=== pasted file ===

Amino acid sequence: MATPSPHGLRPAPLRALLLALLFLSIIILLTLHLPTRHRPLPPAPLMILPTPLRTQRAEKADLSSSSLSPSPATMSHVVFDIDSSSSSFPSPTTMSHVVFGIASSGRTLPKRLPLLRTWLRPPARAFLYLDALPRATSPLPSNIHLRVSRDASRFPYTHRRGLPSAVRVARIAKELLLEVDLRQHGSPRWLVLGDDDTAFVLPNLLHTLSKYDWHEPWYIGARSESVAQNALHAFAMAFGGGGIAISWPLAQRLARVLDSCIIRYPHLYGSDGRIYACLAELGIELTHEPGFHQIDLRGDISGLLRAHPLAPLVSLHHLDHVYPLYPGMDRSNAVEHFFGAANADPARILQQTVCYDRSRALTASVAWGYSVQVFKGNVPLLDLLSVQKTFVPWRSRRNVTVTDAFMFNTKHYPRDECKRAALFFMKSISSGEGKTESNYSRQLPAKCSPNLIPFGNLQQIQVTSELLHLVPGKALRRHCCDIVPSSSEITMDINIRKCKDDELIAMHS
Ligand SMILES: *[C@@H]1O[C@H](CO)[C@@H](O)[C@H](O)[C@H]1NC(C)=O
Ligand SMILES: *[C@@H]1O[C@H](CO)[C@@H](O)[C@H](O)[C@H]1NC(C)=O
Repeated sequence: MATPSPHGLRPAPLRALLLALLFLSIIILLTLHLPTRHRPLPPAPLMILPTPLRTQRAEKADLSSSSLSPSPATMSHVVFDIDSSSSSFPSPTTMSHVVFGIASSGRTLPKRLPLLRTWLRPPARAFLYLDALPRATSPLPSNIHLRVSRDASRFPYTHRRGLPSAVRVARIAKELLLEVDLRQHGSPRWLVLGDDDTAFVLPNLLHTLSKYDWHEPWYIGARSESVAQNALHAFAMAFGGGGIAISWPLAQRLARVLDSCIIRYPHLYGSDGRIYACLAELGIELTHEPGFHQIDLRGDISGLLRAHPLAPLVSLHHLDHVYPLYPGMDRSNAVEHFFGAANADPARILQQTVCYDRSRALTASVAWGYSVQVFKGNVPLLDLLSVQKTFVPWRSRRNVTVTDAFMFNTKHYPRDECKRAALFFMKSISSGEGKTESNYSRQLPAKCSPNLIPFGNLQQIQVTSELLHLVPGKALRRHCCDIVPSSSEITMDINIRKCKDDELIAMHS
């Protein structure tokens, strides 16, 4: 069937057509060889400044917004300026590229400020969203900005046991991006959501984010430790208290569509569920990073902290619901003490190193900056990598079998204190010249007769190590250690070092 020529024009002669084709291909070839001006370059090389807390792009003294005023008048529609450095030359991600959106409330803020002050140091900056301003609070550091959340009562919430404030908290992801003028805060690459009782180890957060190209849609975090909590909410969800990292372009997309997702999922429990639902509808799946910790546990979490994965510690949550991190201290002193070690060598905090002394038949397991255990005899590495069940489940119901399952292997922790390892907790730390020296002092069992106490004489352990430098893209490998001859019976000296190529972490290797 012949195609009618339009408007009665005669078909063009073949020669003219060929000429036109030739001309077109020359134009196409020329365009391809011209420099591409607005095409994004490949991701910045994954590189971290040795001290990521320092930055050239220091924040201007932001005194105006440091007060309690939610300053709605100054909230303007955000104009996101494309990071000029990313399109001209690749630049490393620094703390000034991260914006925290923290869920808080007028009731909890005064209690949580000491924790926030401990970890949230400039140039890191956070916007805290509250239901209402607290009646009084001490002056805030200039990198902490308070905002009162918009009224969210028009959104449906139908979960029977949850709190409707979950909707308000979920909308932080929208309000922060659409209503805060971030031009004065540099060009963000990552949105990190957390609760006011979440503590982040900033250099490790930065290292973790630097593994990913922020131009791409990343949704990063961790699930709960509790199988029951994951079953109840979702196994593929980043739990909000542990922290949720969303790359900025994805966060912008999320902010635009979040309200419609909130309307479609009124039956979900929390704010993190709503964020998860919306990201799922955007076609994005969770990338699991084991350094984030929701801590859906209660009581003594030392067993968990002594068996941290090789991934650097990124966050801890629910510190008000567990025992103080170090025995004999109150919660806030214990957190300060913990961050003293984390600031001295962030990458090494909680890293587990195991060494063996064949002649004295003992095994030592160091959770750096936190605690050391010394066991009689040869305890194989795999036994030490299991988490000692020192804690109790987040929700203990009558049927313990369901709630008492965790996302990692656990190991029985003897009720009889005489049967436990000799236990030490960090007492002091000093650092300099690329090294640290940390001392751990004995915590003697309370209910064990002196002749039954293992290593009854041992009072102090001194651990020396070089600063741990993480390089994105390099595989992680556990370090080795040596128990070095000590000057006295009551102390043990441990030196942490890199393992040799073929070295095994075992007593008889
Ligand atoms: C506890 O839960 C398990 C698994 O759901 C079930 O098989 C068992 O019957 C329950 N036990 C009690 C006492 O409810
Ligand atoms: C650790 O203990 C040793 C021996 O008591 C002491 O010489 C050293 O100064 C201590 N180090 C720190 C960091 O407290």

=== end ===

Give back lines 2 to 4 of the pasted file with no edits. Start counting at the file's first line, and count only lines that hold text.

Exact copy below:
Ligand SMILES: *[C@@H]1O[C@H](CO)[C@@H](O)[C@H](O)[C@H]1NC(C)=O
Ligand SMILES: *[C@@H]1O[C@H](CO)[C@@H](O)[C@H](O)[C@H]1NC(C)=O
Repeated sequence: MATPSPHGLRPAPLRALLLALLFLSIIILLTLHLPTRHRPLPPAPLMILPTPLRTQRAEKADLSSSSLSPSPATMSHVVFDIDSSSSSFPSPTTMSHVVFGIASSGRTLPKRLPLLRTWLRPPARAFLYLDALPRATSPLPSNIHLRVSRDASRFPYTHRRGLPSAVRVARIAKELLLEVDLRQHGSPRWLVLGDDDTAFVLPNLLHTLSKYDWHEPWYIGARSESVAQNALHAFAMAFGGGGIAISWPLAQRLARVLDSCIIRYPHLYGSDGRIYACLAELGIELTHEPGFHQIDLRGDISGLLRAHPLAPLVSLHHLDHVYPLYPGMDRSNAVEHFFGAANADPARILQQTVCYDRSRALTASVAWGYSVQVFKGNVPLLDLLSVQKTFVPWRSRRNVTVTDAFMFNTKHYPRDECKRAALFFMKSISSGEGKTESNYSRQLPAKCSPNLIPFGNLQQIQVTSELLHLVPGKALRRHCCDIVPSSSEITMDINIRKCKDDELIAMHS